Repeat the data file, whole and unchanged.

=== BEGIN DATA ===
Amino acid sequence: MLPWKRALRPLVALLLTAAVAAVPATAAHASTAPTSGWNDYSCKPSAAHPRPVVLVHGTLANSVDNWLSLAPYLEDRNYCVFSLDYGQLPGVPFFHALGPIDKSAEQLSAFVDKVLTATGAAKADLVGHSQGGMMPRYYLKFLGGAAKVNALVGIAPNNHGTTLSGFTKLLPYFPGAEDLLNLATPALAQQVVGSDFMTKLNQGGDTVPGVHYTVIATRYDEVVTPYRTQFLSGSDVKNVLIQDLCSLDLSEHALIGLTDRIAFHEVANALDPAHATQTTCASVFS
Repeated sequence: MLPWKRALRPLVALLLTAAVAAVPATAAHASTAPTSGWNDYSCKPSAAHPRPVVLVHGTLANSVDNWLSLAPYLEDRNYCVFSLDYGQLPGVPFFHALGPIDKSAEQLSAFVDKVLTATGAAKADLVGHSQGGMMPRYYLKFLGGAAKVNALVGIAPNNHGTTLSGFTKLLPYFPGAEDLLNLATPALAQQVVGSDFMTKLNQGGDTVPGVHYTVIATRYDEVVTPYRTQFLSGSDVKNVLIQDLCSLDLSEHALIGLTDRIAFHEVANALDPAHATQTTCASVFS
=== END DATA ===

Amino acid sequence: MLPWKRALRPLVALLLTAAVAAVPATAAHASTAPTSGWNDYSCKPSAAHPRPVVLVHGTLANSVDNWLSLAPYLEDRNYCVFSLDYGQLPGVPFFHALGPIDKSAEQLSAFVDKVLTATGAAKADLVGHSQGGMMPRYYLKFLGGAAKVNALVGIAPNNHGTTLSGFTKLLPYFPGAEDLLNLATPALAQQVVGSDFMTKLNQGGDTVPGVHYTVIATRYDEVVTPYRTQFLSGSDVKNVLIQDLCSLDLSEHALIGLTDRIAFHEVANALDPAHATQTTCASVFS
Repeated sequence: MLPWKRALRPLVALLLTAAVAAVPATAAHASTAPTSGWNDYSCKPSAAHPRPVVLVHGTLANSVDNWLSLAPYLEDRNYCVFSLDYGQLPGVPFFHALGPIDKSAEQLSAFVDKVLTATGAAKADLVGHSQGGMMPRYYLKFLGGAAKVNALVGIAPNNHGTTLSGFTKLLPYFPGAEDLLNLATPALAQQVVGSDFMTKLNQGGDTVPGVHYTVIATRYDEVVTPYRTQFLSGSDVKNVLIQDLCSLDLSEHALIGLTDRIAFHEVANALDPAHATQTTCASVFS